Our five-month roller coaster ride of a campaign is over! It feels like coming home from a 90-day submarine patrol, when just going to Point No Point and propping myself up against a log ranked high in my priorities.
So when the Kingston Community News asked me to write about what Kingston residents could expect me to do after the election, here’s what came to mind:
1. Take a family trip to purge our systems of “campaign-itis” (I’m doing that as I write).
2. Throw a party!
3. Give my wife truffles and flowers monthly until all symptoms of campaign stress are gone. (This really should be No. 1).
4. Take our dogs for a lot of overdue long walks.
5. Make time to mess around with boats and to be at the beach.
But what will I do during my first year in office? My level best to be a darned good port commissioner. Here’s what I mean:
1. Be a team player. Pete and Marc have forgotten more than I know about the Port and I respect that. If there’s more than one side of a question, however, there’ll be disagreement. The key is to disagree without being disagreeable and be willing to learn.
2. Collaborate with the Port staff. They get the job done and, since no two commissioners can talk Port business outside of a public meeting, the staff’s our indispensable link. Learn from the staff and respect that. Listen, don’t talk. Let people do their jobs and focus on doing my own job as commissioner instead.
3. Represent our community. Drop personal agendas and just get done what the community wants. Community priorities will come from the Port’s Master Plan, and the public process to develop that plan is under way now.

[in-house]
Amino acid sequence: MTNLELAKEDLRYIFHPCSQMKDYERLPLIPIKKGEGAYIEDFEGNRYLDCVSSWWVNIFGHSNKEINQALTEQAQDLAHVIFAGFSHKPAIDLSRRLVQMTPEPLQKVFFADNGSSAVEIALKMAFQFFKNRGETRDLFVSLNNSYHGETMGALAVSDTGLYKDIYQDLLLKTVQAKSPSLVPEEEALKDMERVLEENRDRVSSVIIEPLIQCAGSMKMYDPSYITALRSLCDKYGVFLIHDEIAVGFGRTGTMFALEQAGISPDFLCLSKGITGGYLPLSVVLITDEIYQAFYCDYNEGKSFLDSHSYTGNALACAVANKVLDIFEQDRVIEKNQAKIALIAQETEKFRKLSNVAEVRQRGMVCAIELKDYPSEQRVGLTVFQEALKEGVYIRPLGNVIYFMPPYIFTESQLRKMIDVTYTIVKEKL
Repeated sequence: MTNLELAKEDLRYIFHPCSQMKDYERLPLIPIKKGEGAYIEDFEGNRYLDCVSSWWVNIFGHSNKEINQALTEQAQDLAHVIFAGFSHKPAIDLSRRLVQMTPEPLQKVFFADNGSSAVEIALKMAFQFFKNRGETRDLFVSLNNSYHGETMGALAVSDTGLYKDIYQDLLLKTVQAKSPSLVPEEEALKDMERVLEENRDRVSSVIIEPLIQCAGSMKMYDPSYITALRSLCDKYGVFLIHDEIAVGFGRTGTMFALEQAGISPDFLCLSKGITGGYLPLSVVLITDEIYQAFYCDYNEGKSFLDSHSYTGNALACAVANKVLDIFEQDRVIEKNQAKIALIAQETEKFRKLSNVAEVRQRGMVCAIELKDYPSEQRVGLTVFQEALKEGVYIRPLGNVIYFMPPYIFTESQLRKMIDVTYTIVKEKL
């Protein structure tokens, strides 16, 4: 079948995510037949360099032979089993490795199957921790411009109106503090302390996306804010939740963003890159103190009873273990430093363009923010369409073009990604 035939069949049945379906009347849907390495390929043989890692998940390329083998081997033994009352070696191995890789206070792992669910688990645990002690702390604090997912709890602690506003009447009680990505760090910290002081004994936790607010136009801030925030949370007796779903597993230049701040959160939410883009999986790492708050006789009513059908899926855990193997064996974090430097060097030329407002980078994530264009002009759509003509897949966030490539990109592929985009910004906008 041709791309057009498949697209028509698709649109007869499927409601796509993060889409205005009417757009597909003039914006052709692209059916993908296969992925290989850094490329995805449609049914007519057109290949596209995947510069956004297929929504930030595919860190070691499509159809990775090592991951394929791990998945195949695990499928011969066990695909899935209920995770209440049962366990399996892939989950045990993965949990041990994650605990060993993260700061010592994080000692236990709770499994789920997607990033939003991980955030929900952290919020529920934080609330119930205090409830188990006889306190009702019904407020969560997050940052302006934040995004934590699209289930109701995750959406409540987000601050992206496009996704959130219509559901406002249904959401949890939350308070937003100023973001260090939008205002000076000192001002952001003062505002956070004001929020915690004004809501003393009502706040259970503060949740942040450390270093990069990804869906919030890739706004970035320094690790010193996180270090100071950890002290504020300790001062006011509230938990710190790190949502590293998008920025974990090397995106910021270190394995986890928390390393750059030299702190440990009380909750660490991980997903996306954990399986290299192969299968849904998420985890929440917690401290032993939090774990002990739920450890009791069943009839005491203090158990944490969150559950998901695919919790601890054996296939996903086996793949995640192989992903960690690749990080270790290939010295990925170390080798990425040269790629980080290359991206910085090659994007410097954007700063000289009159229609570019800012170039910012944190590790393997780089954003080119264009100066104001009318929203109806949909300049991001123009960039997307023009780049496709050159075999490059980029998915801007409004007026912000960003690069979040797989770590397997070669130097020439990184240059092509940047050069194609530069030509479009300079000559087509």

After talking to more than 1,000 Kingstonians about the Port, I’ve learned that no commissioner can be smarter than the collective intelligence of even the first few people on any page of Kingston’s phone book. The challenge is to tap into that intelligence when only a few can make it to meetings.
The last five months were more than just an opportunity to annoy people with puns on campaign signs. The campaign, combined with heart surgery, was both an inspiring and difficult time. The key is to move on with the inspiration and leave the baggage behind.
“Johari Window” is an organizational development concept that also applies to our personal growth. This “window” has four panes of self-knowledge: areas known to us and known to others; areas known to us and not to others; areas known to others and not to ourselves (blind spots); and areas of ourselves known neither to ourselves or to others — secrets or mysteries. The more self-knowledge, the more we grow. I’ve grown a lot through this experience.
Over the past five months we’ve rediscovered the Kingston that we moved here for. Thanks for honoring me with your trust.
— Walt Elliott takes office as Kingston port commissioner on Jan. 1. Contact him at email@example.com.